Once we had a prototype of the game up and running on Android, it was all systems go on development. AI scripts, 3D assets, and animations went in day by day, with constant playtesting to make sure everything was working as it should. Once we were happy with that, we got down to what, for me, is the most entertaining part: making levels. Even as a teenager, I would spend my evenings creating Doom 2, Quake and Half-Life levels. I don’t know why, but I love it. Initially, we had planned to make procedurally-generated levels for Necromancer, but that idea was phased out in favor of creating levels that presented specific challenges for the player. The procedural levels didn’t look great, and they didn’t allow us to put specific obstacles in the path of the players that made sense. It didn’t fit the style of the game.
The minions the player will command are one of the most important aspects of Necromancer. We love the classic zombie movies – to us, zombies aren’t the fast-running infected, they are the slow, mindless shamblers that come in hordes. They are the living dead that burst their way up from the ground! We also wanted the player to have hordes of them; you can hardly command armies of zombies if you can only raise one at a time, so each time you raise zombies, you raise a mob. You have a ready supply of these, although the number you can raise and control at one time is limited…at first. As each level progresses, you become a more powerful necromancer with more zombies available to you and more can be raised at a time.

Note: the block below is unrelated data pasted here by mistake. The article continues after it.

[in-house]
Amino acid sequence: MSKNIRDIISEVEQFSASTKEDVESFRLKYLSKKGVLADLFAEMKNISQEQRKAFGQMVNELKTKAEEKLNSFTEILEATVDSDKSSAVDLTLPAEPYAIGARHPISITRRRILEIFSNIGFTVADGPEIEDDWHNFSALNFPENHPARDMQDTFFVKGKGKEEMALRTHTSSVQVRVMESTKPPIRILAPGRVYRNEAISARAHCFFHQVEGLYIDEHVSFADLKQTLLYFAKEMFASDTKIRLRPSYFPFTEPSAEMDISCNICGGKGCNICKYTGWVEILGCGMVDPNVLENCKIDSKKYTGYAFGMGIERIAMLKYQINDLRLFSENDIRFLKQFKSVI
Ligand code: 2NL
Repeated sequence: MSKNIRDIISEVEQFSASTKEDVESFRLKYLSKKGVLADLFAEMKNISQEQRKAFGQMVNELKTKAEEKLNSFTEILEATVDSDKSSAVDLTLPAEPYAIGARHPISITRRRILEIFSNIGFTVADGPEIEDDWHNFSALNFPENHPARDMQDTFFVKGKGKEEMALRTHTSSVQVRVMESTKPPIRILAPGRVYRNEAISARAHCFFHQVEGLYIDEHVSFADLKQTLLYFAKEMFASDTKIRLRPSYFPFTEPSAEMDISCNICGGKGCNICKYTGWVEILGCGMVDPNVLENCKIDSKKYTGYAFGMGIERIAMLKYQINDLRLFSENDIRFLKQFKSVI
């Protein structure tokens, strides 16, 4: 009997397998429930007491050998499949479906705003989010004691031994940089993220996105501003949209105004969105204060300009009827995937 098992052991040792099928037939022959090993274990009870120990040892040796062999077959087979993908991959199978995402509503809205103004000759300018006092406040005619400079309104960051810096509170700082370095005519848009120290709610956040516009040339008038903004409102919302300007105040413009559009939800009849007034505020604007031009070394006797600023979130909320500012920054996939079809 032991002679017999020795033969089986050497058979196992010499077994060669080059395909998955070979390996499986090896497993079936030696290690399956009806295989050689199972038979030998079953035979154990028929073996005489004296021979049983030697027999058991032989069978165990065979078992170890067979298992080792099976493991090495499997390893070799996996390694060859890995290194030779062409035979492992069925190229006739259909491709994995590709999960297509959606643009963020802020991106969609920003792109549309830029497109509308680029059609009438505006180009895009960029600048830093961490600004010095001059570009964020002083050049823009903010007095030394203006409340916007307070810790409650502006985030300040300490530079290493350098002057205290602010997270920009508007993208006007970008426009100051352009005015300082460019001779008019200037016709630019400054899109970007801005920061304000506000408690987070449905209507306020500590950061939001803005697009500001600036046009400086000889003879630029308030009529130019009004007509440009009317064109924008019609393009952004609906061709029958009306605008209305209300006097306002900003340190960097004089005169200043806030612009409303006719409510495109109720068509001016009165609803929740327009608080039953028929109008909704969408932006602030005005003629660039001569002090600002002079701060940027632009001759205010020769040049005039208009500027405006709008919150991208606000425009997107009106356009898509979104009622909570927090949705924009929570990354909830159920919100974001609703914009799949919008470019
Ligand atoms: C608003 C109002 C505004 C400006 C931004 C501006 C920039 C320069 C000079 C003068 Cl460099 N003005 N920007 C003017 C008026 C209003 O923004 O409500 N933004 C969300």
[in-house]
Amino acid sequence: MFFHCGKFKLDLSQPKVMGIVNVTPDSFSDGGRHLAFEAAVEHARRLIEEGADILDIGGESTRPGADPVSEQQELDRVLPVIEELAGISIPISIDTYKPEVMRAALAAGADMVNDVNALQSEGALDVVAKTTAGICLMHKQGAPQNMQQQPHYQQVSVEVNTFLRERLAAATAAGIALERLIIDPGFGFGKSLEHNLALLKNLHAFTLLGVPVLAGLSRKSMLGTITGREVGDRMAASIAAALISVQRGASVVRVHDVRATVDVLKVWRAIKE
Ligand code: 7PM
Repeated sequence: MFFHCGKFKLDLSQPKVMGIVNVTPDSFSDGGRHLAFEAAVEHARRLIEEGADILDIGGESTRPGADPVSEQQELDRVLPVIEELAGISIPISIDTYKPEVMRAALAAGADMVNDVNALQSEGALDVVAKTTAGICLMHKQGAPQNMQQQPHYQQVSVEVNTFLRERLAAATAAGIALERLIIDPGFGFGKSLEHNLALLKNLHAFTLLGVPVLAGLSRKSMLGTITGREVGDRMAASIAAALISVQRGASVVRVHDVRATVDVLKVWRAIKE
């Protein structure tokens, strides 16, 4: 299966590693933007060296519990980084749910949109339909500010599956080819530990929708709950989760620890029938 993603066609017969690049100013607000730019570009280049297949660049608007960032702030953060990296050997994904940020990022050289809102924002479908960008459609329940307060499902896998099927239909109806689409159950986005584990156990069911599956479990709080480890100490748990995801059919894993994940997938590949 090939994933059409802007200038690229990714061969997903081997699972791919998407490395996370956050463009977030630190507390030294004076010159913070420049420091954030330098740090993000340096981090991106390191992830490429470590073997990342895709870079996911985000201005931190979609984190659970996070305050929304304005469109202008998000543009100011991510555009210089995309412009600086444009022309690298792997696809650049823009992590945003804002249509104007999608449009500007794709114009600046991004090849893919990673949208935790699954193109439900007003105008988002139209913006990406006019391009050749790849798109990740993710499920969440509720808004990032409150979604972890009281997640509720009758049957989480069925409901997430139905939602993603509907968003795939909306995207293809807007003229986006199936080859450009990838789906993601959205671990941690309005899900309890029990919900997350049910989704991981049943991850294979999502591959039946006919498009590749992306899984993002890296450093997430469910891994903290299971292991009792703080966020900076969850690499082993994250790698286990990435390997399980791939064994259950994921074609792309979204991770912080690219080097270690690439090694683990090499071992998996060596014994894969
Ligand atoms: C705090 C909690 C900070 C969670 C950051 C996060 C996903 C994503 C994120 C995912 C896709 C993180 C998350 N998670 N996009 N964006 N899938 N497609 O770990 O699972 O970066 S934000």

We felt that the special undead minions the player controls were the most important. We particularly don’t like it when upgrades are strictly better than what came before – in any game. We prefer to make our games so that each unit or weapon never becomes obsolete, but performs a different function to the next one. We think it gives the player opportunities to calculate their advantages and use their resources to maximum effect, so tactics really make a difference. So far we have revealed the Wight, Mummy, and Liche.
The player will have access to six spells that can dramatically influence the course of a game. The spells are split into two categories, boons and curses. Boons boost your minions in certain ways and the curses hinder the heroes. You only have a limited number of these, that you can collect throughout the level or purchase between each level, so it is important to use them wisely.
Replayability is very important to us. When we’ve found a multiplayer game we all like, we tend to play it a lot. We wanted to make sure any games we make have the same kind of replayability that we value in the games we enjoy. We decided on an efficiency system, by which we track the number of heroes killed and zombies lost, as well as how long it took to complete the level, and calculate the player’s overall efficiency. The players get a trophy depending on how well they do – either bronze, silver, or gold.
Going to Kickstarter
We chose Kickstarter because it has the most lively, vibrant community. We cannot afford to release Necromancer without the help of the good people of Kickstarter, who help make dreams happen. The costs of the commercial licenses for the software are much more than we can afford, and we still need to purchase a lot for the game to be finished – voice acting, terrain models and effects.
As you can imagine, we’re very nervous about doing our first Kickstarter campaign. We’re not in marketing, we’re gamers! We are rubbish about talking about ourselves. Of all the challenges we’ve had to surmount in order to reach this point, writing the Kickstarter and trying to sell ourselves is by far and away the hardest part.
We’re planning to have 50 levels, but if our Kickstarter campaign goes better than expected, we’re certainly going to increase this number. The first three environments of the game (10 levels each) will be open, and any further environments will require a certain number of each trophy to unlock. This means that you’ve really got to focus!
If you like the sound of what Other Worlds is doing, keep updated their Facebook page , their website (which is currently in-development, so they ask that you please be gentle), Twitter, or head straight to their Kickstarter page and take a look.